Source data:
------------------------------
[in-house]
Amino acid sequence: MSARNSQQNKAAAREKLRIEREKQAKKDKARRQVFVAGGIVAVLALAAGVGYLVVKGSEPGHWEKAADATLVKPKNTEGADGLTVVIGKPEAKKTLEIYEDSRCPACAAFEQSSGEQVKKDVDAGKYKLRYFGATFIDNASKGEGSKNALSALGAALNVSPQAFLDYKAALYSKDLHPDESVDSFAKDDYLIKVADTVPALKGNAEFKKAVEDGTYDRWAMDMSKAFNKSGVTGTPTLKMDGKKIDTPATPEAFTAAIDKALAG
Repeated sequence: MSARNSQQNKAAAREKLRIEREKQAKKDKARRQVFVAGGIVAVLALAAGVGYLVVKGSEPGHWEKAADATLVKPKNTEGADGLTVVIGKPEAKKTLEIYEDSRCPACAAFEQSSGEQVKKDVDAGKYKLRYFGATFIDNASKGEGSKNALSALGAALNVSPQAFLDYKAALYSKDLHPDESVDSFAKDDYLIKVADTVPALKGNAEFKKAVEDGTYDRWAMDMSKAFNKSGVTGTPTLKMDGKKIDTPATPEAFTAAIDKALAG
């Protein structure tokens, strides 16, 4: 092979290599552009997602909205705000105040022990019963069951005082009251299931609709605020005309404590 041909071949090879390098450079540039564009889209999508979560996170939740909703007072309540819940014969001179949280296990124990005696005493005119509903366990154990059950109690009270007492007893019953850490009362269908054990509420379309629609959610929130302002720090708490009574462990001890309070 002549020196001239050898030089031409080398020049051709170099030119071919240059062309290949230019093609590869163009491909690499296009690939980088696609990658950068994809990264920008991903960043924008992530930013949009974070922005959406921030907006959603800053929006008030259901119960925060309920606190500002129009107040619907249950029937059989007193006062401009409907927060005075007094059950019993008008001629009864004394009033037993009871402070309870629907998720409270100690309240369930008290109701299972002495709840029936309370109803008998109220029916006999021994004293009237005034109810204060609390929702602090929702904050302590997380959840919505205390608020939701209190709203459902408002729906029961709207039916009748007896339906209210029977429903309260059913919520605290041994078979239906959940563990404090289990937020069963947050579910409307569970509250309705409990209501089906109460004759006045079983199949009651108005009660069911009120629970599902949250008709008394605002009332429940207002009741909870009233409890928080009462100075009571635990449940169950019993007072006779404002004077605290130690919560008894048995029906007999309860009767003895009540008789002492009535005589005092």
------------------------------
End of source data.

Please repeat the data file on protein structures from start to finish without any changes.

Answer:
[in-house]
Amino acid sequence: MSARNSQQNKAAAREKLRIEREKQAKKDKARRQVFVAGGIVAVLALAAGVGYLVVKGSEPGHWEKAADATLVKPKNTEGADGLTVVIGKPEAKKTLEIYEDSRCPACAAFEQSSGEQVKKDVDAGKYKLRYFGATFIDNASKGEGSKNALSALGAALNVSPQAFLDYKAALYSKDLHPDESVDSFAKDDYLIKVADTVPALKGNAEFKKAVEDGTYDRWAMDMSKAFNKSGVTGTPTLKMDGKKIDTPATPEAFTAAIDKALAG
Repeated sequence: MSARNSQQNKAAAREKLRIEREKQAKKDKARRQVFVAGGIVAVLALAAGVGYLVVKGSEPGHWEKAADATLVKPKNTEGADGLTVVIGKPEAKKTLEIYEDSRCPACAAFEQSSGEQVKKDVDAGKYKLRYFGATFIDNASKGEGSKNALSALGAALNVSPQAFLDYKAALYSKDLHPDESVDSFAKDDYLIKVADTVPALKGNAEFKKAVEDGTYDRWAMDMSKAFNKSGVTGTPTLKMDGKKIDTPATPEAFTAAIDKALAG
């Protein structure tokens, strides 16, 4: 092979290599552009997602909205705000105040022990019963069951005082009251299931609709605020005309404590 041909071949090879390098450079540039564009889209999508979560996170939740909703007072309540819940014969001179949280296990124990005696005493005119509903366990154990059950109690009270007492007893019953850490009362269908054990509420379309629609959610929130302002720090708490009574462990001890309070 002549020196001239050898030089031409080398020049051709170099030119071919240059062309290949230019093609590869163009491909690499296009690939980088696609990658950068994809990264920008991903960043924008992530930013949009974070922005959406921030907006959603800053929006008030259901119960925060309920606190500002129009107040619907249950029937059989007193006062401009409907927060005075007094059950019993008008001629009864004394009033037993009871402070309870629907998720409270100690309240369930008290109701299972002495709840029936309370109803008998109220029916006999021994004293009237005034109810204060609390929702602090929702904050302590997380959840919505205390608020939701209190709203459902408002729906029961709207039916009748007896339906209210029977429903309260059913919520605290041994078979239906959940563990404090289990937020069963947050579910409307569970509250309705409990209501089906109460004759006045079983199949009651108005009660069911009120629970599902949250008709008394605002009332429940207002009741909870009233409890928080009462100075009571635990449940169950019993007072006779404002004077605290130690919560008894048995029906007999309860009767003895009540008789002492009535005589005092």